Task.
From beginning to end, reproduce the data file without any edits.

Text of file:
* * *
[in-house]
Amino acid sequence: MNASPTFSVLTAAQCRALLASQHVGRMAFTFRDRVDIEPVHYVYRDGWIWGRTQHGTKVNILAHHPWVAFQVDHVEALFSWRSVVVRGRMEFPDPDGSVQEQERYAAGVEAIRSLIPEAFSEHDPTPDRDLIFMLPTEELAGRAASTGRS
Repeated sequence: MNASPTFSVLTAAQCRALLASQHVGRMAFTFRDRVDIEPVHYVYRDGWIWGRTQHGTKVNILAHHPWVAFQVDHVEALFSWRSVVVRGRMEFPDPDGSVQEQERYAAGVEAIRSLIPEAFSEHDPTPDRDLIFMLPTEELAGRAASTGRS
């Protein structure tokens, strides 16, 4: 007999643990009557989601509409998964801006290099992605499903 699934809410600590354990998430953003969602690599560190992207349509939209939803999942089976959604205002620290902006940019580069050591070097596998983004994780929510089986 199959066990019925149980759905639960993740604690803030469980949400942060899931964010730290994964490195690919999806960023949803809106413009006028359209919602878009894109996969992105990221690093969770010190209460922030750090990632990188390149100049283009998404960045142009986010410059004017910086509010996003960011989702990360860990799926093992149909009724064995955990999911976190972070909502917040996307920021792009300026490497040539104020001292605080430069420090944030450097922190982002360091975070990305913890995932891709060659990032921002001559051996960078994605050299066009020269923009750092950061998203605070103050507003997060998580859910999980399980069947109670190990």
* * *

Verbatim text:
[in-house]
Amino acid sequence: MNASPTFSVLTAAQCRALLASQHVGRMAFTFRDRVDIEPVHYVYRDGWIWGRTQHGTKVNILAHHPWVAFQVDHVEALFSWRSVVVRGRMEFPDPDGSVQEQERYAAGVEAIRSLIPEAFSEHDPTPDRDLIFMLPTEELAGRAASTGRS
Repeated sequence: MNASPTFSVLTAAQCRALLASQHVGRMAFTFRDRVDIEPVHYVYRDGWIWGRTQHGTKVNILAHHPWVAFQVDHVEALFSWRSVVVRGRMEFPDPDGSVQEQERYAAGVEAIRSLIPEAFSEHDPTPDRDLIFMLPTEELAGRAASTGRS
């Protein structure tokens, strides 16, 4: 007999643990009557989601509409998964801006290099992605499903 699934809410600590354990998430953003969602690599560190992207349509939209939803999942089976959604205002620290902006940019580069050591070097596998983004994780929510089986 199959066990019925149980759905639960993740604690803030469980949400942060899931964010730290994964490195690919999806960023949803809106413009006028359209919602878009894109996969992105990221690093969770010190209460922030750090990632990188390149100049283009998404960045142009986010410059004017910086509010996003960011989702990360860990799926093992149909009724064995955990999911976190972070909502917040996307920021792009300026490497040539104020001292605080430069420090944030450097922190982002360091975070990305913890995932891709060659990032921002001559051996960078994605050299066009020269923009750092950061998203605070103050507003997060998580859910999980399980069947109670190990």